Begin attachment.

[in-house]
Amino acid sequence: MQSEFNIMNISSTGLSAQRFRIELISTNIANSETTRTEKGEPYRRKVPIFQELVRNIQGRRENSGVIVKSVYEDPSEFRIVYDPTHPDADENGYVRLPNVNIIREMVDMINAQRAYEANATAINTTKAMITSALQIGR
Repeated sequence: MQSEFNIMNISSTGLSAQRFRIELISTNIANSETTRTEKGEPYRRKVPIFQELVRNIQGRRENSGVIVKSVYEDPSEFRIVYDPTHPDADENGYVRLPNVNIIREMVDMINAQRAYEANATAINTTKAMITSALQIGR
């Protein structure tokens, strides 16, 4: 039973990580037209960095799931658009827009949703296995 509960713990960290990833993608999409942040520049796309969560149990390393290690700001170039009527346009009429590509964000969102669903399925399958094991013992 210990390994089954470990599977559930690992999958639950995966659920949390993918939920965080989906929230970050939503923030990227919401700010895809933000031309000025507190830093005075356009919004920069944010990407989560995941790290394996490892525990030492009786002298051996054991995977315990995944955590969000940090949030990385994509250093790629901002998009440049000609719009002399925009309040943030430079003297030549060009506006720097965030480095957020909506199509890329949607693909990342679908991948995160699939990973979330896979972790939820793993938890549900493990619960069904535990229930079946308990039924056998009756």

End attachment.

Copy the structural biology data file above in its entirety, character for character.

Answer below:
[in-house]
Amino acid sequence: MQSEFNIMNISSTGLSAQRFRIELISTNIANSETTRTEKGEPYRRKVPIFQELVRNIQGRRENSGVIVKSVYEDPSEFRIVYDPTHPDADENGYVRLPNVNIIREMVDMINAQRAYEANATAINTTKAMITSALQIGR
Repeated sequence: MQSEFNIMNISSTGLSAQRFRIELISTNIANSETTRTEKGEPYRRKVPIFQELVRNIQGRRENSGVIVKSVYEDPSEFRIVYDPTHPDADENGYVRLPNVNIIREMVDMINAQRAYEANATAINTTKAMITSALQIGR
């Protein structure tokens, strides 16, 4: 039973990580037209960095799931658009827009949703296995 509960713990960290990833993608999409942040520049796309969560149990390393290690700001170039009527346009009429590509964000969102669903399925399958094991013992 210990390994089954470990599977559930690992999958639950995966659920949390993918939920965080989906929230970050939503923030990227919401700010895809933000031309000025507190830093005075356009919004920069944010990407989560995941790290394996490892525990030492009786002298051996054991995977315990995944955590969000940090949030990385994509250093790629901002998009440049000609719009002399925009309040943030430079003297030549060009506006720097965030480095957020909506199509890329949607693909990342679908991948995160699939990973979330896979972790939820793993938890549900493990619960069904535990229930079946308990039924056998009756």